Methods: Fifty MS patients completed SN surveys. One patient was excluded for having a SN of one. Exploratory k-means cluster analysis (2 clusters pre-defined), performed by entering six SN variables (size, max degree, mean degree, density, effective size, constraint), yielded one cluster (n=35) reflecting a protective SN structure: larger SN size, higher effective size, lower constraint, lower density. These features are associated with better health outcomes in neurologic disease. The smaller cluster (n=14) was characterized by an at-risk SN structure: smaller SN size, smaller effective size, higher constraint, higher density. Group differences in the following variables were evaluated: age, sex, education, IQ, EDSS, T2 lesion volume, atrophy (whole brain and regional), cognition (memory, SDMT), fine motor function, depression, fatigue, and leisure activity participation across three domains: cognitive, social, exercise. Binomial regression to predict group membership was conducted. Finally, using principal components analysis, a SN factor was derived and its association to variables of interest was evaluated.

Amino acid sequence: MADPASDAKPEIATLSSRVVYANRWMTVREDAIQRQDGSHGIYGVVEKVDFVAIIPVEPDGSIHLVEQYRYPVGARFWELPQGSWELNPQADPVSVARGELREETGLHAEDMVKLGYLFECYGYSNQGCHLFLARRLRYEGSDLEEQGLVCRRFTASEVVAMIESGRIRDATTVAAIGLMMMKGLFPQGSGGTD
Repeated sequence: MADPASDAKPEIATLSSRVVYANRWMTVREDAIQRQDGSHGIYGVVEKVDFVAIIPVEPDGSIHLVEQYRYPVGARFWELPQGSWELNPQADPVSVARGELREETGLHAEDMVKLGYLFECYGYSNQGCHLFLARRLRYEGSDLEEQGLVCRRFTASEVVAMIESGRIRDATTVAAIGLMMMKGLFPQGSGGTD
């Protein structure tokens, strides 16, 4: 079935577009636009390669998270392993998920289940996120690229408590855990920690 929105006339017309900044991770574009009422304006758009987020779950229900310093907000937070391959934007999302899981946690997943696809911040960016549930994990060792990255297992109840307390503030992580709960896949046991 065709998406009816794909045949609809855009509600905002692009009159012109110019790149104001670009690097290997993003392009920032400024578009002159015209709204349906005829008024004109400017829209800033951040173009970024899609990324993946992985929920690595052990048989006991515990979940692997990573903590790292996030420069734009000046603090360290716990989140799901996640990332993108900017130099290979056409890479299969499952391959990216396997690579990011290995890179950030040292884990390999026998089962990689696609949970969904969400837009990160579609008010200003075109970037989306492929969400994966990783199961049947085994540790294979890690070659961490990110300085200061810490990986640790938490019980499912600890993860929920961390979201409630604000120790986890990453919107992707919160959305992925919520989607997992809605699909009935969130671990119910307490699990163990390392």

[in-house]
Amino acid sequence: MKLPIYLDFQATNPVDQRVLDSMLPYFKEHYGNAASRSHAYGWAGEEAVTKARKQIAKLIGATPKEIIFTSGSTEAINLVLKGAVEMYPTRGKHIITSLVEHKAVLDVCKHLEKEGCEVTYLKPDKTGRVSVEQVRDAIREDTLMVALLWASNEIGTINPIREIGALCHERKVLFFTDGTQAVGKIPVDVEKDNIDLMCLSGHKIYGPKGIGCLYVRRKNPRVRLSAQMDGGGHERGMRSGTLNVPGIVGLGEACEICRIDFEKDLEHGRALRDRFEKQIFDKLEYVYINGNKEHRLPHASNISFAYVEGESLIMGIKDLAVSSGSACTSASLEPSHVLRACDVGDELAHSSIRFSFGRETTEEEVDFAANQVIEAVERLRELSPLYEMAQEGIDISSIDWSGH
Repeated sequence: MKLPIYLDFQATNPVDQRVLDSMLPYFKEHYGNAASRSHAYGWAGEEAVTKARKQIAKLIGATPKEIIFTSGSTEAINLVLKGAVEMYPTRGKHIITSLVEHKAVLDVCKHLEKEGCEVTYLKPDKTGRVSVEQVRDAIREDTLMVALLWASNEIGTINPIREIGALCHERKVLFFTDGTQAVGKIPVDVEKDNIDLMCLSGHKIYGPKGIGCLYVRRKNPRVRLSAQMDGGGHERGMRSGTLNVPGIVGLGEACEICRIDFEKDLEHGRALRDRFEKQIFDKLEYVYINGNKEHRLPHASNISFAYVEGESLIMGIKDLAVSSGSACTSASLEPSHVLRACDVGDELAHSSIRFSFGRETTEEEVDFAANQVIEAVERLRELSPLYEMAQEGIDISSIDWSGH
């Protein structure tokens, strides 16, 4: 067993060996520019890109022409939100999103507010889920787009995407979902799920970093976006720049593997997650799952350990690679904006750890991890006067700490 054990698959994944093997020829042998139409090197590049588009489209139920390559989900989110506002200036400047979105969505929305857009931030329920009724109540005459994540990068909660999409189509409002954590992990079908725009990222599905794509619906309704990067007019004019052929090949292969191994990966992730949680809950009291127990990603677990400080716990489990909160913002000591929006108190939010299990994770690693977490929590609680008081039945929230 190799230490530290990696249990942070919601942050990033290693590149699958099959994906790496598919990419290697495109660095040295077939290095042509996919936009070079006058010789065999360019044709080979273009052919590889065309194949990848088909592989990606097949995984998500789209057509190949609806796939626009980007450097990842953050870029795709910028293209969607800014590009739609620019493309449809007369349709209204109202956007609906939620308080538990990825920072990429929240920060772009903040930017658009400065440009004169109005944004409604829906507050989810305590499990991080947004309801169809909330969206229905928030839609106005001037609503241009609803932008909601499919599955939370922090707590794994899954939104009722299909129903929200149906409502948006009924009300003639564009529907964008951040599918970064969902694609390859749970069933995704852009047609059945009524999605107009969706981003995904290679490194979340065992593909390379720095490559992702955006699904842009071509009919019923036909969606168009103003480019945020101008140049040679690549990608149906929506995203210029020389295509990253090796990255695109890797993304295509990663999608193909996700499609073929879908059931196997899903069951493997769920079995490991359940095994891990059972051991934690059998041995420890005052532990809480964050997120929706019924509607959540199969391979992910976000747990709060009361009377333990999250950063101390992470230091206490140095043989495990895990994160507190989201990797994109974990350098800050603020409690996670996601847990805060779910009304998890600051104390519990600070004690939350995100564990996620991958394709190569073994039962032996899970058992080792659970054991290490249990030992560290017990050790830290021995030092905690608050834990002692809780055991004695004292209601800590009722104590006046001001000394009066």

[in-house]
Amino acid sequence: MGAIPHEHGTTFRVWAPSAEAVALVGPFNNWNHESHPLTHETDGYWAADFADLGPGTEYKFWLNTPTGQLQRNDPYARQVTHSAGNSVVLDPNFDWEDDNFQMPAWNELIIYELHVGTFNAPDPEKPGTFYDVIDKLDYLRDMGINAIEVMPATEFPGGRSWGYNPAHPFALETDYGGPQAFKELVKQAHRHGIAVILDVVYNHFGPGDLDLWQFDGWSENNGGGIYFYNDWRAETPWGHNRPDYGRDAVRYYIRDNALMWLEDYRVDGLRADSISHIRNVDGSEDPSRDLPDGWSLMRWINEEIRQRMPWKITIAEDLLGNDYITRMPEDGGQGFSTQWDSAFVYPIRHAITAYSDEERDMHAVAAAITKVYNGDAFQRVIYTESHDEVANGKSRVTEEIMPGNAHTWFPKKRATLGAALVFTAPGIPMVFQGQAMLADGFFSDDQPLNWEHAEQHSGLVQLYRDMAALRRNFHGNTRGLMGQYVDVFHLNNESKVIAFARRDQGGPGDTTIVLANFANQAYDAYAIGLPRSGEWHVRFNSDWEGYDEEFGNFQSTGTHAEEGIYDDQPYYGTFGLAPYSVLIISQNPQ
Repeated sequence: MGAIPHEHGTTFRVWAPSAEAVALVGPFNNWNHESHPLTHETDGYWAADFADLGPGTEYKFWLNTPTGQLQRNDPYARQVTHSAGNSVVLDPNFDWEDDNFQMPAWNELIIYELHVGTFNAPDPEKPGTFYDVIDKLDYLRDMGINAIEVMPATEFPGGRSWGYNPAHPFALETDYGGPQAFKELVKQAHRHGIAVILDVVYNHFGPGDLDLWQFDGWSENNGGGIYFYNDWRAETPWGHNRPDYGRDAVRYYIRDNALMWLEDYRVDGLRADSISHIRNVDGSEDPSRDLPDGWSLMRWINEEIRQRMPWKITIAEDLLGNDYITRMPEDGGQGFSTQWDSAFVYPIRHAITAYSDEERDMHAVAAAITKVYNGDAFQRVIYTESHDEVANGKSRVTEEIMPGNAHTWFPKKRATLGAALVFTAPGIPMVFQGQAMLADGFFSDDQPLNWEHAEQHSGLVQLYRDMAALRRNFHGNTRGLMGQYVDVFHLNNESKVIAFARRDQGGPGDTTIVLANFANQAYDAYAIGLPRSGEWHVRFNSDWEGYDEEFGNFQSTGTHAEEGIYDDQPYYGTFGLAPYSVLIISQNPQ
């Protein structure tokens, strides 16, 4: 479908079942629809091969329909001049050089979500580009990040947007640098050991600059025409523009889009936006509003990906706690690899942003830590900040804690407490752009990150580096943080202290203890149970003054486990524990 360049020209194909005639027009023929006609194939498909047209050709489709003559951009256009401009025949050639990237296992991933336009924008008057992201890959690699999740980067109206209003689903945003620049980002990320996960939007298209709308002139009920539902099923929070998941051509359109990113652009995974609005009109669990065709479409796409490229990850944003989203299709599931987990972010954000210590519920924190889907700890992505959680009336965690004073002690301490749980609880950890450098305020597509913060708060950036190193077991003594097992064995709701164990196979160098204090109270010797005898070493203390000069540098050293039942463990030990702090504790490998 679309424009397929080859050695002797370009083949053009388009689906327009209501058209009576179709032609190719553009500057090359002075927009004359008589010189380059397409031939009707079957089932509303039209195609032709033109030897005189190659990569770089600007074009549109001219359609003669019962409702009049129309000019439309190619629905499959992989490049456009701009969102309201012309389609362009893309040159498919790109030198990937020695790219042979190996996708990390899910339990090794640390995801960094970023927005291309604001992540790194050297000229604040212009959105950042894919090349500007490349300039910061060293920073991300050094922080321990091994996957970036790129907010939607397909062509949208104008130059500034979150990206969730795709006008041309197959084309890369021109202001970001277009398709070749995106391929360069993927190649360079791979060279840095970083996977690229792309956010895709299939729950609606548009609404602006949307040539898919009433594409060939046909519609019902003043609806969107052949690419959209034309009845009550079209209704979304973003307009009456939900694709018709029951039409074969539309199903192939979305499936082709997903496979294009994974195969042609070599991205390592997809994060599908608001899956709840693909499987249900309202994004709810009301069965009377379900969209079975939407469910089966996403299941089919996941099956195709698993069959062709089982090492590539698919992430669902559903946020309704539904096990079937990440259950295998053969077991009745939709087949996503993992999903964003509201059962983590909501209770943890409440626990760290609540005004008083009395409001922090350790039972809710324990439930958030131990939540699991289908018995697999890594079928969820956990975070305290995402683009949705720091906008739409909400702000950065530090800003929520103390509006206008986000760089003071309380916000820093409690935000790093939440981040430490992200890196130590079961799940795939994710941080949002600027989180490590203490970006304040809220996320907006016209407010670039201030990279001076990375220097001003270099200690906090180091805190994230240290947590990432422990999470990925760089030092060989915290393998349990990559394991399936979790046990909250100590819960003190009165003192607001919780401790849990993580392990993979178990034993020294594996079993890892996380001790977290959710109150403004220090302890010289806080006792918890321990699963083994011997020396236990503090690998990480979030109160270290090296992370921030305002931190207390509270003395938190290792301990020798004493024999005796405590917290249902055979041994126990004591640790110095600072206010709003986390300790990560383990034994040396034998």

Results: The at-risk SN group had worse memory (p=.005), lower IQ (p< .001), higher EDSS (p< .001), and larger decline in exercise (p=.001) and social activity participation (p< .001). Predicting SN group using binomial regression and entering IQ in step 1, the independent contribution of memory remained significant at trend level (p =.072). Using SN factor, lower SN was associated with worse memory (p=.018), lower IQ (p< .001), and greater decrease in exercise (p=.037) and social activities (p=.002).
Conclusion: We have identified a pattern of protective SN characteristics in MS related to better memory function and maintenance of leisure activity participation. These results suggest an underutilized and potentially modifiable lifestyle factor contributing to cognitive reserve. SN is a promising protective factor that may be a useful outcome variable for future clinical trials of cognitive treatments in MS.
Disclosure: Seth Levin: nothing to disclose
Amar Dhand: nothing to disclose
Claire Riley: Advisory board compensation from Teva; paid editorial contributions from Elsevier
Philip De Jager: Member of advisory board at Celgene, Roche, Sanofi/Genzyme; sponsored research from Eisai, Roche, Biogen, and Lundbeck; Speaker honorarium from GlaxoSmithKline
Victoria Leavitt: Receives consulting fees from Healios, Inc.

By clicking “Accept Terms & all Cookies” or by continuing to browse, you agree to the storing of third-party cookies on your device to enhance your user experience and agree to the user terms and conditions of this learning management system (LMS).

Cookie Settings
Accept Terms & all Cookies